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Butler, Athol Patrick (1902–1961)

by A. D. Parsons

This article was published in Australian Dictionary of Biography, Volume 13, (MUP), 1993

Athol Patrick Butler (1902-1961), sheepdog handler and grazier, was born on 27 April 1902 at Box Hill, Bingara, New South Wales, seventh child of native-born parents Thomas Butler, farmer and grazier, and his wife Isabella Catherine, née Read. Athol attended school at nearby Pallal station, then worked on Box Hill until 1925 when he bought a 4000-acre (1619 ha) property, Kanimbla, thirty miles (48 km) north-east of Moree. He played district cricket and tennis at Crooble and Milguy, before starting to train sheepdogs. On 11 October 1930 he married 18-year-old Mary (Mollie) Alice Borland (d.1987) at the Church of Mary the Immaculate, Waverley, Sydney.

His first dogs were Border Collies, but it was with Kelpies that Butler became identified. In 1946 he entered a large, black-and-tan Kelpie called Johnny (1942-1959) in the National Sheep Dog Trials at Manuka Oval, Canberra. Johnny won the Duke of Gloucester's sash and the first of five annual championships (1946-48 and 1951-52), a feat unequalled by any postwar sheepdog. In his final trial in Canberra in 1952 Johnny required 98 points to win his fifth title: he put up the perfect 100. Governor-General Sir William McKell wrote to congratulate Butler 'on such a really remarkable achievement. We were all most happy to meet you and Johnny and to see a master at his best'. That year Movietone News filmed Johnny working at the Marist Brothers' Agricultural College, Campbelltown, New South Wales.

After winning the novice trial at the Sydney Sheep Show in May 1953 with a red Kelpie, Kanimbla Betty, Butler took her and another Kelpie to the 1954 Queensland championship trials at Goondiwindi where he won the maiden with Woombi Zinc and the open with Betty; in the finals they were the only dogs to pen their sheep. Unlike some competitors, Butler kept his dogs in superlative condition.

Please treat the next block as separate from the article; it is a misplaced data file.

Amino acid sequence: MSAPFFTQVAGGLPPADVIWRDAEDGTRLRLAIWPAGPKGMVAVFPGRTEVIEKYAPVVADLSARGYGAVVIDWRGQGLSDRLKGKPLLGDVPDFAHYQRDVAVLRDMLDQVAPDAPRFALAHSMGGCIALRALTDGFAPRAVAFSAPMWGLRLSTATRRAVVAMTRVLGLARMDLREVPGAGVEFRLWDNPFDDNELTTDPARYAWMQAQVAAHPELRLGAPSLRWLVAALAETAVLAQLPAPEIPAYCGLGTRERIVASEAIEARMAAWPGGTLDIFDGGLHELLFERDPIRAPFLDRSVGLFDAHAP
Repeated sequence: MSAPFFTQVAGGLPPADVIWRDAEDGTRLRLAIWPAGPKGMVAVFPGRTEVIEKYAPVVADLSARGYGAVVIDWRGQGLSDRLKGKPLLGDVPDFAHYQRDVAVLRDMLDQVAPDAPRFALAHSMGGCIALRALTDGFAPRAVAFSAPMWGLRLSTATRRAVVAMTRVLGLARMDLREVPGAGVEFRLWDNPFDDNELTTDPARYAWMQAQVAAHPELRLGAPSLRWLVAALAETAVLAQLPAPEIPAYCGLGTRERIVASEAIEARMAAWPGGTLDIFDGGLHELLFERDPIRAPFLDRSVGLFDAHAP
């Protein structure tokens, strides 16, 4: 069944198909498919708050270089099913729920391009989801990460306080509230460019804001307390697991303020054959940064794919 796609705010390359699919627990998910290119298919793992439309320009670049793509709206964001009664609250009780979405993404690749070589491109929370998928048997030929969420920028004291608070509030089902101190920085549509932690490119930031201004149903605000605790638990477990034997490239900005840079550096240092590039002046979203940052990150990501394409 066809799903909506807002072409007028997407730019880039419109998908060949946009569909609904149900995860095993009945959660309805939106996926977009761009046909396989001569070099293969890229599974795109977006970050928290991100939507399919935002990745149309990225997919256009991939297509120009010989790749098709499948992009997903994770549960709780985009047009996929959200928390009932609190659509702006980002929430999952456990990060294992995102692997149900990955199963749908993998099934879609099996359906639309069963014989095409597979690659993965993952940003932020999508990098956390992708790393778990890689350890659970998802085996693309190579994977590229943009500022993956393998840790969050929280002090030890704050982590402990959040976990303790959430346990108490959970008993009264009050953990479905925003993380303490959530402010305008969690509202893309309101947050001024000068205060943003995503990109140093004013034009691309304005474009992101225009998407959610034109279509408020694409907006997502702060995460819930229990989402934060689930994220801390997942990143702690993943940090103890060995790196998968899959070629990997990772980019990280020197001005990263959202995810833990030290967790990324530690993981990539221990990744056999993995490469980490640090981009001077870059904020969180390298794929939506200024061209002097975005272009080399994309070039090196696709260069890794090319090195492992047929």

He conducted a small, registered stud and had a good demand for his dogs. Believing in the importance of temperament in sheepdogs, he bred for himself in the early days and tried to reproduce Johnny's compliancy, but, in attempting to breed Kelpies more amenable to handling, he produced some dogs that were too soft for the average stockman. Johnny, bought as a pup, was a splendid trial dog, though less good at working sheep in the paddock. Butler's breed, however, improved markedly after he acquired Porter's Don.

Although he was extremely courteous and a good conversationalist, he was a very quiet man with no bluster. A good judge of sheep as well as dogs, Butler was able to see two moves ahead and controlled his dogs by a series of whistles so that they appeared to have the sheep on a string. He was a perfectionist. Nobody else worked Kelpies quite as he did; only Frank Scanlon rivalled his mastery. The style of work which Butler introduced provided the inspiration for young handlers. He retired from working dogs in the mid-1950s. Survived by his wife and three sons, he died of pneumonia on 21 November 1961 at Moree and was buried in the local cemetery with Catholic rites.

Select Bibliography

  • A. D. Parsons, The Working Kelpie (Melb, 1986)
  • A. D. Parsons, Training the Working Kelpie (Melb, 1990)
  • A. D. Parsons, The Australian Kelpie (Melb, 1992)
  • Canberra Times, 1 Oct 1945, 7 Oct 1946, 6 Oct 1947, 11 Oct 1948, 14, 16 Apr 1951, 14 Mar 1952
  • Land (Sydney), 29 May 1953
  • private information.

Citation details

A. D. Parsons, 'Butler, Athol Patrick (1902–1961)', Australian Dictionary of Biography, National Centre of Biography, Australian National University, http://adb.anu.edu.au/biography/butler-athol-patrick-9644/text16993, published first in hardcopy 1993, accessed online 17 December 2018.

This article was first published in hardcopy in Australian Dictionary of Biography, Volume 13, (MUP), 1993

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